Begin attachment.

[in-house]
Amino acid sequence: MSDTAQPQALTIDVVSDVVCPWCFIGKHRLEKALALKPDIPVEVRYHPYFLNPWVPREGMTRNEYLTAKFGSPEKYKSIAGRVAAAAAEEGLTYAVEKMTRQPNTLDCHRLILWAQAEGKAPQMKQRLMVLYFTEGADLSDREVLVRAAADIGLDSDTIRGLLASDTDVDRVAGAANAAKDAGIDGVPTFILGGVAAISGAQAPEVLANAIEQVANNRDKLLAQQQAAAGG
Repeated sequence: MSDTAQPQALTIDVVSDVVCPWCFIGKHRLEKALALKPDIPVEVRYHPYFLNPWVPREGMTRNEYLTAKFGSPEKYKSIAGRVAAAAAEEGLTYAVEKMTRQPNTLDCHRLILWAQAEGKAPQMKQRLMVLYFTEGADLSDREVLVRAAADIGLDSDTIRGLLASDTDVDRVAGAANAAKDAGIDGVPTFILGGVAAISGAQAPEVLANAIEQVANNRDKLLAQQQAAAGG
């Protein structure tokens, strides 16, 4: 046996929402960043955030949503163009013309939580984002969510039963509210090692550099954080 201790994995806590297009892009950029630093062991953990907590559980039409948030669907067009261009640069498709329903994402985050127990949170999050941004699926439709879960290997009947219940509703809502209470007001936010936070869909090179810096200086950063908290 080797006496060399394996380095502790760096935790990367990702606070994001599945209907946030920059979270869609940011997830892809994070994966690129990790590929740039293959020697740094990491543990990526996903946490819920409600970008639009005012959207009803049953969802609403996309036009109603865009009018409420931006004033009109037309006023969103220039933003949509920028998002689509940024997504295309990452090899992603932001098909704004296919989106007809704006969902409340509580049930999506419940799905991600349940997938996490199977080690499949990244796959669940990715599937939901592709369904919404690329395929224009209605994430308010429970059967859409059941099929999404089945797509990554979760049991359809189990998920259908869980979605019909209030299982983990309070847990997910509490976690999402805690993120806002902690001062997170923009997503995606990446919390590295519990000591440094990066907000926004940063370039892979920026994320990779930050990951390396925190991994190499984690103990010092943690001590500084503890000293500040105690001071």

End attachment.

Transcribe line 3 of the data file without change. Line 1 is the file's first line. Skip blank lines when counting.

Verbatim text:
Repeated sequence: MSDTAQPQALTIDVVSDVVCPWCFIGKHRLEKALALKPDIPVEVRYHPYFLNPWVPREGMTRNEYLTAKFGSPEKYKSIAGRVAAAAAEEGLTYAVEKMTRQPNTLDCHRLILWAQAEGKAPQMKQRLMVLYFTEGADLSDREVLVRAAADIGLDSDTIRGLLASDTDVDRVAGAANAAKDAGIDGVPTFILGGVAAISGAQAPEVLANAIEQVANNRDKLLAQQQAAAGG